• Patrick on June 28, 2014, 8:34 GMT

    @cricketdebator Blackwood did not miss out because of Shiv. It was because they made the baffling decision of playing five specialist bowlers. He missed out because of the ineffectual Shillingford. Shiv is needed as a mentor until these young lads cement their place. Braithwaite e.g is looking more solid but there's still some way to go.

  • Simon on June 28, 2014, 7:39 GMT

    It's time for Chanderpaul to retire and make way for a young batsman, or the WI should ask him to. If we are seriously looking at the future development of the team, then it makes no sense that the old statesman is playing at the expense of a young talent like Blackwood. Chandlers has done his part for WI cricket and we all thank him very much, but if his many fans are honest with themselves, they must admit that it's time to replace him with a younger batsman, in the interest of the future scheme of things. Certainly, young Blackwood could turn out to be a capable replacement if given the chance.

  • Basil on June 28, 2014, 7:35 GMT

    Yes, Holder is ok, but if WI wants to play 3 seamers with 2 spinners, I can't help but feel Carlos Braithwaite, or to a lesser extent, Andre Russell at number 7 would've been better for team balance. The tail does look long.....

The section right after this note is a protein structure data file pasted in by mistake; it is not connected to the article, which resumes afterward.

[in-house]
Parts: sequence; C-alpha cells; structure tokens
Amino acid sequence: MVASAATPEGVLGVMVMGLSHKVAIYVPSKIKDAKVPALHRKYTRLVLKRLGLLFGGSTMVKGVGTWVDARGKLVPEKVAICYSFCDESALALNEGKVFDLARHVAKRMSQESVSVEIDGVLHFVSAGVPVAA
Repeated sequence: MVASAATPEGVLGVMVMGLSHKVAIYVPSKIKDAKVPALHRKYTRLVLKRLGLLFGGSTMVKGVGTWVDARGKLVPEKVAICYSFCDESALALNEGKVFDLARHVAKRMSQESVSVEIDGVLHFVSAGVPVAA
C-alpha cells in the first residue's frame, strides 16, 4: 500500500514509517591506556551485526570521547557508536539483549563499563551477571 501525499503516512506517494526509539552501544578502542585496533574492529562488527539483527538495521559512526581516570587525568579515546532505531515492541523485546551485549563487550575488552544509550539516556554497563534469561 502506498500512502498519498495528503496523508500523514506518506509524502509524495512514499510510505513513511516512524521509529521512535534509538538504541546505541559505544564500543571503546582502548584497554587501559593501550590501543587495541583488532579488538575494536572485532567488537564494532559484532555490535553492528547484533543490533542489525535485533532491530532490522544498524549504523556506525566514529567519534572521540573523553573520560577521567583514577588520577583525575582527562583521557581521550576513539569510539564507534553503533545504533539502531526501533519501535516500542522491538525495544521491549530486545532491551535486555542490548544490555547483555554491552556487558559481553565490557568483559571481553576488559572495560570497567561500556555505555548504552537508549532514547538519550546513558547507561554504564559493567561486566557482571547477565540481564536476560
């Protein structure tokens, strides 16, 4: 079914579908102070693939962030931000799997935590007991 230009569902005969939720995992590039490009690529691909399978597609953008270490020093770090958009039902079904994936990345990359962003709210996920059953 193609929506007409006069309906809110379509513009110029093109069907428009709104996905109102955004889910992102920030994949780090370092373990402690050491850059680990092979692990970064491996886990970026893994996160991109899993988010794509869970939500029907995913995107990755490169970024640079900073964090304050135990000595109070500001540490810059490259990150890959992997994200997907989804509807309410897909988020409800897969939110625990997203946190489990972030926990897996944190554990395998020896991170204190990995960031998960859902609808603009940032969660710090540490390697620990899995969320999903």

• ESPN on June 28, 2014, 7:30 GMT

    Excellent performance by windies so far only they gave away 40 or so runs to Mark Craig again but overall their bowlers are doing well and specially the response from the batsmen is great. Dropping Blackwood with shillingford for an extra specialist spinner is no doubt a decision due to what happened at port of spain at the end of 2nd innings. But bringing in shillingford isn't a wise choice. Shillingford since the ban on his doosra hasn't been the same what he used to be cauz even in newzealand he bowled supremely well. He looks just an ordinary spinner without the doosra in his reputaire. I hope he gets back but i doubt it. Only with Benn and Roach in the wickets column is a matter of concern for Westindies selectors.

  • ESPN on June 27, 2014, 22:49 GMT

    This is going to be a cracking test match . the spinners are going to play a big part if the weather stays fine